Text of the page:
In this open dialog, I would like to propose solutions and ways in which human beings can regain some of their humanity in the digital/virtual age so that they can stride towards a post-user post-virtual Age.
I did my Bachelor of Arts at CSU and I found that it has possibly best facilities and equipment available for students in Australia. I have kept in touch with professors from my undergraduate degree and knew we would be able to work well together in my post-graduate research.
I published my honours degree research paper on Fusion Journal: http://www.fusion-journal.com/issue/004-fusion-the-town-and-the-city/privatised-deprivation/
“Singing to success: The use of song as a motivational tool for promoting writing/creative writing in the EFL/ESL classroom-tertiary education.”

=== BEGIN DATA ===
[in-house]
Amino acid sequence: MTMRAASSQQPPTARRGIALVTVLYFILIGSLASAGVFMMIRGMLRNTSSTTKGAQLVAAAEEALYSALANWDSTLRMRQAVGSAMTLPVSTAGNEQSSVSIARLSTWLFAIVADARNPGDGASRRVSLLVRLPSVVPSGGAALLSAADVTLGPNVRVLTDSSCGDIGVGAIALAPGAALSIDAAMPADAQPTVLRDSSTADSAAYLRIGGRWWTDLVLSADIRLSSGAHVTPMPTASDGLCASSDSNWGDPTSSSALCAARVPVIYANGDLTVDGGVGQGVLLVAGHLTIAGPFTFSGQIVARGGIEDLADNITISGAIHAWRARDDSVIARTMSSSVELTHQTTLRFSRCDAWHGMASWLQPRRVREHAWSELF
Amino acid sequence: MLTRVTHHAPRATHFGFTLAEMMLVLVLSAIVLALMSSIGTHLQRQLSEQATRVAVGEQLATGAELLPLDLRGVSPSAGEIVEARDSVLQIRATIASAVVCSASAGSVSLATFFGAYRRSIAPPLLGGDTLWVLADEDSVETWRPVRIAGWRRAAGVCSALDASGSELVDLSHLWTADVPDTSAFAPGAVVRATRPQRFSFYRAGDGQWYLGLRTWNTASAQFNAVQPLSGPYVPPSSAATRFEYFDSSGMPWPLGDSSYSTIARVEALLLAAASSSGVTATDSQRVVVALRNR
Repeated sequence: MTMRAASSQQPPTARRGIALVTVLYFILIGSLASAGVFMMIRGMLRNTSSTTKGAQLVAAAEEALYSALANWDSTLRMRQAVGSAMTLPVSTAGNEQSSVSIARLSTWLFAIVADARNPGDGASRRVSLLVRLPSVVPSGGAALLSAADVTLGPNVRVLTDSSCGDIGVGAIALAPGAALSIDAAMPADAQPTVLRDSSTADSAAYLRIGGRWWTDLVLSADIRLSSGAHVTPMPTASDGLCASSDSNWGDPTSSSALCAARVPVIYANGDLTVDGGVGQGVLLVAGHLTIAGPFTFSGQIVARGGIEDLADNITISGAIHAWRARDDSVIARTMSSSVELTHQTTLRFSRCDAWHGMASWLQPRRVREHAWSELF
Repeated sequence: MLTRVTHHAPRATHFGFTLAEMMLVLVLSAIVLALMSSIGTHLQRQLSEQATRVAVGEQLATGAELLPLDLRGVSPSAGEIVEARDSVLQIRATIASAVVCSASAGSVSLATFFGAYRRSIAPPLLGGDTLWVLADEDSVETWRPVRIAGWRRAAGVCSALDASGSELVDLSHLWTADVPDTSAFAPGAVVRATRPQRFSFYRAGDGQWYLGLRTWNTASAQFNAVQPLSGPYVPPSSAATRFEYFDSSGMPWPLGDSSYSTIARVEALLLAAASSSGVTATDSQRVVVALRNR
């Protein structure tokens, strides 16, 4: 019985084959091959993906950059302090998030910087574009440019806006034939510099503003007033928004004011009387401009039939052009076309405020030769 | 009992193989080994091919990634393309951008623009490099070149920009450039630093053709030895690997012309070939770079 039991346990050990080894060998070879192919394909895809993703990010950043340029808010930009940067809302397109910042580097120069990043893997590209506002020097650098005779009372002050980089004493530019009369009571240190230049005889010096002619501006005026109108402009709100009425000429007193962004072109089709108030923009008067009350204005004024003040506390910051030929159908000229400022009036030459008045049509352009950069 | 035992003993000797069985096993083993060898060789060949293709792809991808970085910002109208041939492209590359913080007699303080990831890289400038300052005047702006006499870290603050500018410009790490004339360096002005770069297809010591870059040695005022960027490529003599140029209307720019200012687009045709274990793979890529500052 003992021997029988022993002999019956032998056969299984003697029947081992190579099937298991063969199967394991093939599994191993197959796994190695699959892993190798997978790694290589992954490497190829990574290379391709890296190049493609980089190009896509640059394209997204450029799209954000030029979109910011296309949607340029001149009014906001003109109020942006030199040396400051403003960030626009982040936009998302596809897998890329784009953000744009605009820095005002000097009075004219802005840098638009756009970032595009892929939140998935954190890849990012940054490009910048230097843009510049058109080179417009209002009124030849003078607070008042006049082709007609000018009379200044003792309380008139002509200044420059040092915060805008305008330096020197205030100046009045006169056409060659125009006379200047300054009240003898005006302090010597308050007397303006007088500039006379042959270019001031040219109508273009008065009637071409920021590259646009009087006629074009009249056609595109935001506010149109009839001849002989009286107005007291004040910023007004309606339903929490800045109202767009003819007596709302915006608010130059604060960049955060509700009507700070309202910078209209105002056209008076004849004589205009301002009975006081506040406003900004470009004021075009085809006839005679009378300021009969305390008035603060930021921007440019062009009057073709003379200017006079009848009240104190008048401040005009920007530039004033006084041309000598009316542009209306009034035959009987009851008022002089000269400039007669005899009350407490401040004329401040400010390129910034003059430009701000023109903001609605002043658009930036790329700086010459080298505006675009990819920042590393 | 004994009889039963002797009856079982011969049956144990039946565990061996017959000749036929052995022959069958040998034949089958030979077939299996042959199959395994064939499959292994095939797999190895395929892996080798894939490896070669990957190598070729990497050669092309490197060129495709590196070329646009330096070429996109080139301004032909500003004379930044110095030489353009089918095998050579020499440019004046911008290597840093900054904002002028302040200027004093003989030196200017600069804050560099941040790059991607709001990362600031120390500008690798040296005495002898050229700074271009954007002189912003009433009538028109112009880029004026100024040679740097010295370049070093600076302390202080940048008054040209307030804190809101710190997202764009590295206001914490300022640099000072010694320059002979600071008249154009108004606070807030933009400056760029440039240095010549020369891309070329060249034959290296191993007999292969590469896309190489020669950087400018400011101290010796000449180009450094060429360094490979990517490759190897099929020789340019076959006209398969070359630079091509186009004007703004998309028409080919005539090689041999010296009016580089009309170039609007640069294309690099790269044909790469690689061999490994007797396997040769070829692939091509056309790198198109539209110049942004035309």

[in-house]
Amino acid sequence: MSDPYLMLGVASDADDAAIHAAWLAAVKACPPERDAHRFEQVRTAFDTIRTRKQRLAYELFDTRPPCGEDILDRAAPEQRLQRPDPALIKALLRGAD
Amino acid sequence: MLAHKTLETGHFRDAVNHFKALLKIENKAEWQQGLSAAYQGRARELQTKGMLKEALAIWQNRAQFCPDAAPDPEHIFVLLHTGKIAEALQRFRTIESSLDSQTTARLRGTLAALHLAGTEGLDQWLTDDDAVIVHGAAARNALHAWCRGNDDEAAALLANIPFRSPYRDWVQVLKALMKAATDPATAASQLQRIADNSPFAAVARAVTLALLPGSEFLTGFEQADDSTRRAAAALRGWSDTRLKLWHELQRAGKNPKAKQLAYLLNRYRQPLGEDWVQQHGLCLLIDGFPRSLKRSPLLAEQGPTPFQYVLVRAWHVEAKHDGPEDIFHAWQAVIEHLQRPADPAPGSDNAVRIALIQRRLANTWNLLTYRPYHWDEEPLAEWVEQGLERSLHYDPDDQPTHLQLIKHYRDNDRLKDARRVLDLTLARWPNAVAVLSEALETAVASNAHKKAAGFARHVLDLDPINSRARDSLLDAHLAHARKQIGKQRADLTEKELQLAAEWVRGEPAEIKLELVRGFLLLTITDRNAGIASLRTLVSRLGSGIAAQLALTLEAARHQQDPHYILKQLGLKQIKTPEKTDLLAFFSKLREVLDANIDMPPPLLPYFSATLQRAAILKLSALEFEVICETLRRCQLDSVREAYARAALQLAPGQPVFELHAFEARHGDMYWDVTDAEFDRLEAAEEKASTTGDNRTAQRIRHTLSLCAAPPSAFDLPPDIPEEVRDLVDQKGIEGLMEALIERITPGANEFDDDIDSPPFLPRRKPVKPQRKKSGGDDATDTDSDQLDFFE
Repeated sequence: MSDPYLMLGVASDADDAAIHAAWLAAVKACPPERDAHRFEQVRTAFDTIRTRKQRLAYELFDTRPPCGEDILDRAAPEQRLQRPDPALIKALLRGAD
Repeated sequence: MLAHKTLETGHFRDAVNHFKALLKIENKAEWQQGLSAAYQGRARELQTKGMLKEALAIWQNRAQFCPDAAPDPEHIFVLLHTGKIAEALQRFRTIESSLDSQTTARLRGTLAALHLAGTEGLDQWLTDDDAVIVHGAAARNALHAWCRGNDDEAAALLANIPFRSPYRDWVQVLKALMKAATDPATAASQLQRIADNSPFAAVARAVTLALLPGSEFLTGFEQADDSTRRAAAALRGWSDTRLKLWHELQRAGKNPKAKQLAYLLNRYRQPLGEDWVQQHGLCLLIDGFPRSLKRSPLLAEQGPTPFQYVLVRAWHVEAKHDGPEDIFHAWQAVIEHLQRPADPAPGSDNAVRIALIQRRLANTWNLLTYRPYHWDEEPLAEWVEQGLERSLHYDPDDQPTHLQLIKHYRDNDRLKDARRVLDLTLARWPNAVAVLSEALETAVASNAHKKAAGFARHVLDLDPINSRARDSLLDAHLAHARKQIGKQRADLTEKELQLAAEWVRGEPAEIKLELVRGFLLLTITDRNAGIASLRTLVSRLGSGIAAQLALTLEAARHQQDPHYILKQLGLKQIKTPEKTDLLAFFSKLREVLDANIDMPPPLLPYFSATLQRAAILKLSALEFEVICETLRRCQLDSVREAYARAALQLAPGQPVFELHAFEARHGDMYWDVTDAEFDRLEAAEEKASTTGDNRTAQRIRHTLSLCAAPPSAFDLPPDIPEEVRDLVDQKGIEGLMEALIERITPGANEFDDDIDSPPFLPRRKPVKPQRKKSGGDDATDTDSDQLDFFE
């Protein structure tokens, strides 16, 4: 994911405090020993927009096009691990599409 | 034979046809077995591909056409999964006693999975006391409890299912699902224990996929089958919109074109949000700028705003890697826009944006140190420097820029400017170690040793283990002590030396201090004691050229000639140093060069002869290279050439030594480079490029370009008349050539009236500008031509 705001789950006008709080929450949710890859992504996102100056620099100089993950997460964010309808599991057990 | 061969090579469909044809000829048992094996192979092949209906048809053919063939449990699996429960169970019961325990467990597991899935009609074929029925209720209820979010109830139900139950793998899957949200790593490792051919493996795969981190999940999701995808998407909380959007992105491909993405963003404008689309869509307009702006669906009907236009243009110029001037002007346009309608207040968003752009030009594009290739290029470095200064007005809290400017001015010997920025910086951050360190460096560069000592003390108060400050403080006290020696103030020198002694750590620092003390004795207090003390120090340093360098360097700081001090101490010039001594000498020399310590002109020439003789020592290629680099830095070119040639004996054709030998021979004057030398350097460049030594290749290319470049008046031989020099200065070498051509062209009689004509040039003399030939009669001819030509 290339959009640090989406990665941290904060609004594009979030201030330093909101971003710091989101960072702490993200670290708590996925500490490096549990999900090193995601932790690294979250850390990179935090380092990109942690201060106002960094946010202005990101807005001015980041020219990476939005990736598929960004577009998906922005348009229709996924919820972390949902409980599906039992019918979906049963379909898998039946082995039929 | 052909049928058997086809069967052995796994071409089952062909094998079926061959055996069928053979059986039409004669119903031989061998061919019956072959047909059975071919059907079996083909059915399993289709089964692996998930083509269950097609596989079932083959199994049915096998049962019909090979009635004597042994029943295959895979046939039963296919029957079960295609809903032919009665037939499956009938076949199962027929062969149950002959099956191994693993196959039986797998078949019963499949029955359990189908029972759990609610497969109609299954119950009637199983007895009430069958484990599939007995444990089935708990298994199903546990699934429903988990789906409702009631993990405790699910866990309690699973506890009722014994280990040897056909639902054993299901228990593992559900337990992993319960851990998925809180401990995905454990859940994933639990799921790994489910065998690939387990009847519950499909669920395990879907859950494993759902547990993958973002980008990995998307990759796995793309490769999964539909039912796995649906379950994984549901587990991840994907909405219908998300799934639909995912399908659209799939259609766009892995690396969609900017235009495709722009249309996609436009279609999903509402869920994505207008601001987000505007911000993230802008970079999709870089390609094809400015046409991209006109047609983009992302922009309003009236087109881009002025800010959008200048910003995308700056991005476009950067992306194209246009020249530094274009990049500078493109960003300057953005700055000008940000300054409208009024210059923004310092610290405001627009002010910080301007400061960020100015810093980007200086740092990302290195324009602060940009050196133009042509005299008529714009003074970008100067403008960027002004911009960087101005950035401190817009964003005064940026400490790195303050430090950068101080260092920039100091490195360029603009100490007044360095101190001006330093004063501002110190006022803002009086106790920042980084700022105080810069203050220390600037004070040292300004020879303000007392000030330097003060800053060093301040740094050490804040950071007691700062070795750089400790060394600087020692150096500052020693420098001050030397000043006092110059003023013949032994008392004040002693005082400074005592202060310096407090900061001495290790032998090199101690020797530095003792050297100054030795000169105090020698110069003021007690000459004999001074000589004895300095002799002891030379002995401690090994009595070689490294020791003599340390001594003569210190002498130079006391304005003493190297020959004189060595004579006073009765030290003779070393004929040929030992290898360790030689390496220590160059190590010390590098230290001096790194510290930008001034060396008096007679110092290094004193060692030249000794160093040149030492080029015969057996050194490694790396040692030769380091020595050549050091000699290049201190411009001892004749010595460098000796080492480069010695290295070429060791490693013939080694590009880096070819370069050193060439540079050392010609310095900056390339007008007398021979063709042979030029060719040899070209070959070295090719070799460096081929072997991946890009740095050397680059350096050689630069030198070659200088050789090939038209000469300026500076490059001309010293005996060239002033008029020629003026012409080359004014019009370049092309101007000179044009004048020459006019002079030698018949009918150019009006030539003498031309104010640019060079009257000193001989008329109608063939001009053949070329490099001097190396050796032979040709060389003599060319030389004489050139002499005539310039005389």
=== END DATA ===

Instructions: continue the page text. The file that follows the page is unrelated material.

In my experience as an ESL/EFL language instructor, finding ways to motivate students is paramount to success. Students need to be encouraged towards the use of every day stimuli which bring them pleasure as tools to facilitate language learning both in and out of the classroom. In my experience with advanced learners of English in tertiary environments, one such stimulus is song. Songs offer a plethora of motivational authentic material which can be used to engage students and assist them in becoming more actively in control and autonomous in their language learning endeavors. Used in a pedagogically grounded manner, song may be exploited in a number of ways to help students with vocabulary acquisition, use of context clues, specific grammatical features as well as with comprehension skills. More specifically, what I aim to research further is the use of song as a motivational tool to promote writing/creative writing/speaking and hence language learning in advanced EFL/ESL learners in tertiary education environments. Many learners voluntarily turn to music and song as a pastime, a form of entertainment as well as a means of expression in their daily lives. Tapping into this pool of authentic material can be useful in creating a springboard for writing/creative writing and speaking.